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  How Do I Choose a Doctor for Headache Care?

Different Type of Headaches
Headache Types
Headache and Children
How Do I Choose
What to Expect?
Glossary

 

If you suffer from headaches, you have probably received a great deal of sympathy and advice from friends and relatives. Although millions of people seek medical attention every year due to headache pain, even more might benefit from a trip to the doctor.

You should seek immediate medical attention if:

  • Your headaches (the pain and duration) have gotten worse over days and weeks.
  • You (particularly if you are over 50) have never had headaches before, and these came on suddenly.
  • You are feeling weak, you are experiencing a numbness or a change in your hearing or sight.
  • Your headache is unrelenting, and none of the over-the-counter analgesics you have taken seem to relieve the pain.
  • Your memory, personality or cognitive abilities seem to be changing.
  • Your headache is accompanied by a stiff neck, rash, nausea, vomiting, fever, breathing problems, or head injury.

    When seeking treatment for your headache, start with your primary care physician. Discuss his or her experience and approach to headaches, including methods of classification, diagnosis, and treatment.

    - Ask about his or her experience in treating headaches and the approach that will be taken in treating yours.
    - Ask how much time you should allow before expecting results.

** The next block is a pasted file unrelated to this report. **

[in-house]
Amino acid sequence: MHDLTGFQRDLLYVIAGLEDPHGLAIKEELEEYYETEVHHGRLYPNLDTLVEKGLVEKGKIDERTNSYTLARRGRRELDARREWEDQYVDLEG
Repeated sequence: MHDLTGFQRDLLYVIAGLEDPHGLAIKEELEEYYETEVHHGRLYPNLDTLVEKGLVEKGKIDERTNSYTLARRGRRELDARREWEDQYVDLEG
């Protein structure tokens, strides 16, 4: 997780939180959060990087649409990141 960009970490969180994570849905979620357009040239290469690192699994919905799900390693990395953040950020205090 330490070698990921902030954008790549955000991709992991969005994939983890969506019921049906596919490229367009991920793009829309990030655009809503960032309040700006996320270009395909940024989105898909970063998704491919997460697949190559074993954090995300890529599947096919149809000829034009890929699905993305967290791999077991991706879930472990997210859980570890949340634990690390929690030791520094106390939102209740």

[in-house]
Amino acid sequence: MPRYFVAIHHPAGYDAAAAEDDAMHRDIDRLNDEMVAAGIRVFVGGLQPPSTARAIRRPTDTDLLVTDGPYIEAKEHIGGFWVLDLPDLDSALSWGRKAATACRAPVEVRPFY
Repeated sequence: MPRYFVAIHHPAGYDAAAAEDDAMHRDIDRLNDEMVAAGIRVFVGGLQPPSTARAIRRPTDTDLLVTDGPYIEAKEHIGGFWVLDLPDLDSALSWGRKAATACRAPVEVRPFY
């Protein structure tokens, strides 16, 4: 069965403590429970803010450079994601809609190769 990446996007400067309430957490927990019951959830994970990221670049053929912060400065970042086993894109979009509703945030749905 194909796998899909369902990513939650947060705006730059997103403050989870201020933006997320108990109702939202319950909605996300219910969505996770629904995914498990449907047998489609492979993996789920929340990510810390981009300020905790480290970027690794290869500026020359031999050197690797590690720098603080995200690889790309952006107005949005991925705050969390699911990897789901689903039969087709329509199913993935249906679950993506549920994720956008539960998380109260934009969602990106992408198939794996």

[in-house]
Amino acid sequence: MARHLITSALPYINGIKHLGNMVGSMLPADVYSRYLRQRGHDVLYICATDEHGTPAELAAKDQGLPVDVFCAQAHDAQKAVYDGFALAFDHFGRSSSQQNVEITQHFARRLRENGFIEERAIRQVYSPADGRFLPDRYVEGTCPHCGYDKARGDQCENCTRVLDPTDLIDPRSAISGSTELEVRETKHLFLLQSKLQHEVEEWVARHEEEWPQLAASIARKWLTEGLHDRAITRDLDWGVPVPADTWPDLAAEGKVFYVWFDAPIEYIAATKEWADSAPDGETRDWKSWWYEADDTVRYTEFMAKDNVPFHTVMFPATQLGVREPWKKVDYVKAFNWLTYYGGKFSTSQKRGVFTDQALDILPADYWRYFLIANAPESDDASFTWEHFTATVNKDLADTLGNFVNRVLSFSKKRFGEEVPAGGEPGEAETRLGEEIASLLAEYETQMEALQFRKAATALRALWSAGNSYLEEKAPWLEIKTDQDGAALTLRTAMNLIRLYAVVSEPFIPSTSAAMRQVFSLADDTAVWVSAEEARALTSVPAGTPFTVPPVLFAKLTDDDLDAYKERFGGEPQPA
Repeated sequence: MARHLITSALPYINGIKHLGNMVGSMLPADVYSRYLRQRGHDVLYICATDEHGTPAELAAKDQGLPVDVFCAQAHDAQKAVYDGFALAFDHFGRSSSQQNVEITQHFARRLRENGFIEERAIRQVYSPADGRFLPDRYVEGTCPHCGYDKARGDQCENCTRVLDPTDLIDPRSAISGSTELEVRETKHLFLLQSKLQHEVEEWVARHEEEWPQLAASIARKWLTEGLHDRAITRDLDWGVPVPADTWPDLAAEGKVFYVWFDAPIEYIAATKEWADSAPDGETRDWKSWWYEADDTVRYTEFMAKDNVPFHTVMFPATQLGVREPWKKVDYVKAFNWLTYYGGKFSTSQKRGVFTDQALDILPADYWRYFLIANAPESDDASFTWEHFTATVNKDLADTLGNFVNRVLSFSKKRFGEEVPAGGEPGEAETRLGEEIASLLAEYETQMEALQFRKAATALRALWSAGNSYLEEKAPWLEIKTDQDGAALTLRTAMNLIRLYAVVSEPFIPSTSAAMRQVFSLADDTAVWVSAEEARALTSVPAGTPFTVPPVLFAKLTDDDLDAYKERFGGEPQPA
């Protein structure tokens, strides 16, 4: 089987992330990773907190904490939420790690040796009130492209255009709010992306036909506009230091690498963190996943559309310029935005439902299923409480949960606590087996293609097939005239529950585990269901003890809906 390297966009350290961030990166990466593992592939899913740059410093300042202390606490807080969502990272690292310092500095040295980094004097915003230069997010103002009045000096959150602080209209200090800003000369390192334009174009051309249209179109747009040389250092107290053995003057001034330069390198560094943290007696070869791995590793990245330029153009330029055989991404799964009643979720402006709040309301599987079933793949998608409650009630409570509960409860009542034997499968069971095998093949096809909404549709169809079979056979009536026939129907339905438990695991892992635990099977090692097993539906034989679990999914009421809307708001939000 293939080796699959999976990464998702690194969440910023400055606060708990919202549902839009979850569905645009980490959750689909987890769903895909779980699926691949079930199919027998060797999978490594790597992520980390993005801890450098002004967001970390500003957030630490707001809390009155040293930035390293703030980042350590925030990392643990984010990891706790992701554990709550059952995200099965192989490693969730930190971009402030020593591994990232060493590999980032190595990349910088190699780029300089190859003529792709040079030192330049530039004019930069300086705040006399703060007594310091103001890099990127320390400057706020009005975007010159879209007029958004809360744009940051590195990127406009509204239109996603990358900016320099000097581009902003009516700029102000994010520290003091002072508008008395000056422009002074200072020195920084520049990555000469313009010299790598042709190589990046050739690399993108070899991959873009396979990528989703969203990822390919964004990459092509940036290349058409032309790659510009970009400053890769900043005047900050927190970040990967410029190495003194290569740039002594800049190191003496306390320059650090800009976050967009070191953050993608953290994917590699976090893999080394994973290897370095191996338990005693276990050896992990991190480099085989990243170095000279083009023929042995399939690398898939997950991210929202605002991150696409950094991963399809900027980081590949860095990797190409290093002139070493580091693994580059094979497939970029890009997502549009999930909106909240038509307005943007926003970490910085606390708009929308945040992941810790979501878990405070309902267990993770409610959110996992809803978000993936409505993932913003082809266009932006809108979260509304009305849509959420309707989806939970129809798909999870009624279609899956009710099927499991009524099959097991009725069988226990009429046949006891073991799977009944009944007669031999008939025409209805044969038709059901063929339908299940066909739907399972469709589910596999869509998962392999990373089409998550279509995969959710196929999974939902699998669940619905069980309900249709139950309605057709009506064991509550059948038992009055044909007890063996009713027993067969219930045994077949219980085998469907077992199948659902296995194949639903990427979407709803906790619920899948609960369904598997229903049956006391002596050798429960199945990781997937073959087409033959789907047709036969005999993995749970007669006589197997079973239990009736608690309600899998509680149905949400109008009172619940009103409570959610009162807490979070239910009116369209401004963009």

- Ask your physician if you should be referred to a headache clinic or headache specialist.

    A referral to a headache clinic or specialist should occur if:

    Your physician seems to dismiss or minimize your headache pain, and says something such as, "The headache is probably due to stress at the office," or "Women get a lot of headaches, and it's probably just hormones."

    Your physician does not take the time to discuss your history and answer your questions.

    Your physician immediately suggests a pain medication without first trying a medication that would address the underlying condition or pain mechanism.

    Physical examination does not establish a headache diagnosis (e.g., migraine).

    You have other physical conditions (e.g., diabetes, allergies, etc.), and you need a more comprehensive and inclusive approach to your headache.

    You are taking daily analgesics.

    Headache Clinics and Specialists In evaluating the "whole you," a headache clinic takes a multi-disciplinary approach to headache diagnosis and treatment. Its comprehensive team may include physicians (internists and neurologists), psychologists, physical and behavioral therapists, and nurses — all of whom specialize in headache care.

    Before deciding on a particular headache specialist, make sure he or she has:

  • Board Certification or eligibility in a primary medical specialty.
  • Interest in headache care as indicated by membership in the National Headache Foundation and/or the American Association for the Study of Headache.
  • Experience in headache care as evidenced by the dedication of a significant portion of clinical practice to diagnosis and treatment.
  • Expertise in headache care as exemplified in research, writing or teaching.
  • Attendance at Continuing Medical Education courses focusing on headache.

    Ask the clinic or specialist about fees and whether your insurance or medical plan covers treatment. Inquire about diagnosis and treatment time, and be prepared to cooperate over weeks or months as you work toward the optimal solution to your headaches.

    The National Headache Foundation will provide, upon request, a list of NHF physician members in your state.

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    Learn more about:

    Tension-Type Headache

    Migraine Headache

    Cluster Headache

    Other Types of Headache

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